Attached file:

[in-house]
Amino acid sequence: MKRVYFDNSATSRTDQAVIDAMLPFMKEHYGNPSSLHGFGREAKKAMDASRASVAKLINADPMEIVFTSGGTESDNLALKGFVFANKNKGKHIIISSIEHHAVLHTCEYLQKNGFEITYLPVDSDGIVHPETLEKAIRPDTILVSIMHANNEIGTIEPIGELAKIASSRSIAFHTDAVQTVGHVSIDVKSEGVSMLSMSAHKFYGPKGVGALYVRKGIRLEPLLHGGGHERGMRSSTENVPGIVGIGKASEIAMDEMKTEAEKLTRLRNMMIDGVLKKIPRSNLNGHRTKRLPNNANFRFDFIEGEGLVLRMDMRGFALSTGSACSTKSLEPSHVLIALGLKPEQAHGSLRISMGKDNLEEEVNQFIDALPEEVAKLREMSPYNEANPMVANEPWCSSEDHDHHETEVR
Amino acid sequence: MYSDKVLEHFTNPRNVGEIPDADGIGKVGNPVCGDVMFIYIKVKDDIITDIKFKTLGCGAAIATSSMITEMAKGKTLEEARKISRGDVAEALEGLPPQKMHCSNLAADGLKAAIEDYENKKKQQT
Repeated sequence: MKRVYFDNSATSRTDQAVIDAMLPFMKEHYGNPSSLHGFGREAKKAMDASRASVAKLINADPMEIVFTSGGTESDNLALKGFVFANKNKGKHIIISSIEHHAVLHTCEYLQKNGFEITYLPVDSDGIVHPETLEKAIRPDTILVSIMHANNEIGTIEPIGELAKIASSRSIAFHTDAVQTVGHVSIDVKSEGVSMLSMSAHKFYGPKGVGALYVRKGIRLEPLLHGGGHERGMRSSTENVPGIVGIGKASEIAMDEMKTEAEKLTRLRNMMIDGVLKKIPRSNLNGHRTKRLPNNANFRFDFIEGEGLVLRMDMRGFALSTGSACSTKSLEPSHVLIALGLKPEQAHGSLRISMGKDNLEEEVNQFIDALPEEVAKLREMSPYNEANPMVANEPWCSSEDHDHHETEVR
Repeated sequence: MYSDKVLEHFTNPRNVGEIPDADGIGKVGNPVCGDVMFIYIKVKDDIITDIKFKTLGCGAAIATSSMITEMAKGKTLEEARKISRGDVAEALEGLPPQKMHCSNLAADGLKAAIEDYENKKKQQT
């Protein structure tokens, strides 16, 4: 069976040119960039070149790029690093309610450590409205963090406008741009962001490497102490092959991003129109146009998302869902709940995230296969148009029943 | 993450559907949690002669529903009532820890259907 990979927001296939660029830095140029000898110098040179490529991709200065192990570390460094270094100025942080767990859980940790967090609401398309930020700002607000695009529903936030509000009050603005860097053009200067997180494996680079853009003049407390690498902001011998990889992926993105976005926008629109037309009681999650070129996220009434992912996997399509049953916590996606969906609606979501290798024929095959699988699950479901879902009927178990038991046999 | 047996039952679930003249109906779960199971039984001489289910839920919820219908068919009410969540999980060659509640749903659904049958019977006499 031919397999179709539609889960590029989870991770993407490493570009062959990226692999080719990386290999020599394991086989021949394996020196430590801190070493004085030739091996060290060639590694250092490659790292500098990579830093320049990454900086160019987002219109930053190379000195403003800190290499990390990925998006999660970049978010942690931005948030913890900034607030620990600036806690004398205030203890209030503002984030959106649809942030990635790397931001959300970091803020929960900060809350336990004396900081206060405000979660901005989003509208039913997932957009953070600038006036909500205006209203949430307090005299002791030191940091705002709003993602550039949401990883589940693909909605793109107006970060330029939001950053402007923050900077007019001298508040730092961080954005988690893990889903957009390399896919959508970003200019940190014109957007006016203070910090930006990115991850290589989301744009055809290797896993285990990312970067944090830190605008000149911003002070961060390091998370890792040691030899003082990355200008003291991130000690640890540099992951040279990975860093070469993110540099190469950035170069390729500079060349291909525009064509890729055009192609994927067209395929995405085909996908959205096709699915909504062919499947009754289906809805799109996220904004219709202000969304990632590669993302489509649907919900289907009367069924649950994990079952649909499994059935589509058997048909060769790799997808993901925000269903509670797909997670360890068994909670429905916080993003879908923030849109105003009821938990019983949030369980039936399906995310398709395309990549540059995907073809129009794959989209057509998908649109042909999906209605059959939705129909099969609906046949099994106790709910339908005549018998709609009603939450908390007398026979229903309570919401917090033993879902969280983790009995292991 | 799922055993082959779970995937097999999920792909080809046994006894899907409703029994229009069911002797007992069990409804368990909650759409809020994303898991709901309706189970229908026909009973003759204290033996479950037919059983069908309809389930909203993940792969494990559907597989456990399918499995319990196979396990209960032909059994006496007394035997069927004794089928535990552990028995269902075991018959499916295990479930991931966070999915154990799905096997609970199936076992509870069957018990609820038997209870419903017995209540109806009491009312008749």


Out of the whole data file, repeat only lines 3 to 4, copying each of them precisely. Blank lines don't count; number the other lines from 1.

Amino acid sequence: MYSDKVLEHFTNPRNVGEIPDADGIGKVGNPVCGDVMFIYIKVKDDIITDIKFKTLGCGAAIATSSMITEMAKGKTLEEARKISRGDVAEALEGLPPQKMHCSNLAADGLKAAIEDYENKKKQQT
Repeated sequence: MKRVYFDNSATSRTDQAVIDAMLPFMKEHYGNPSSLHGFGREAKKAMDASRASVAKLINADPMEIVFTSGGTESDNLALKGFVFANKNKGKHIIISSIEHHAVLHTCEYLQKNGFEITYLPVDSDGIVHPETLEKAIRPDTILVSIMHANNEIGTIEPIGELAKIASSRSIAFHTDAVQTVGHVSIDVKSEGVSMLSMSAHKFYGPKGVGALYVRKGIRLEPLLHGGGHERGMRSSTENVPGIVGIGKASEIAMDEMKTEAEKLTRLRNMMIDGVLKKIPRSNLNGHRTKRLPNNANFRFDFIEGEGLVLRMDMRGFALSTGSACSTKSLEPSHVLIALGLKPEQAHGSLRISMGKDNLEEEVNQFIDALPEEVAKLREMSPYNEANPMVANEPWCSSEDHDHHETEVR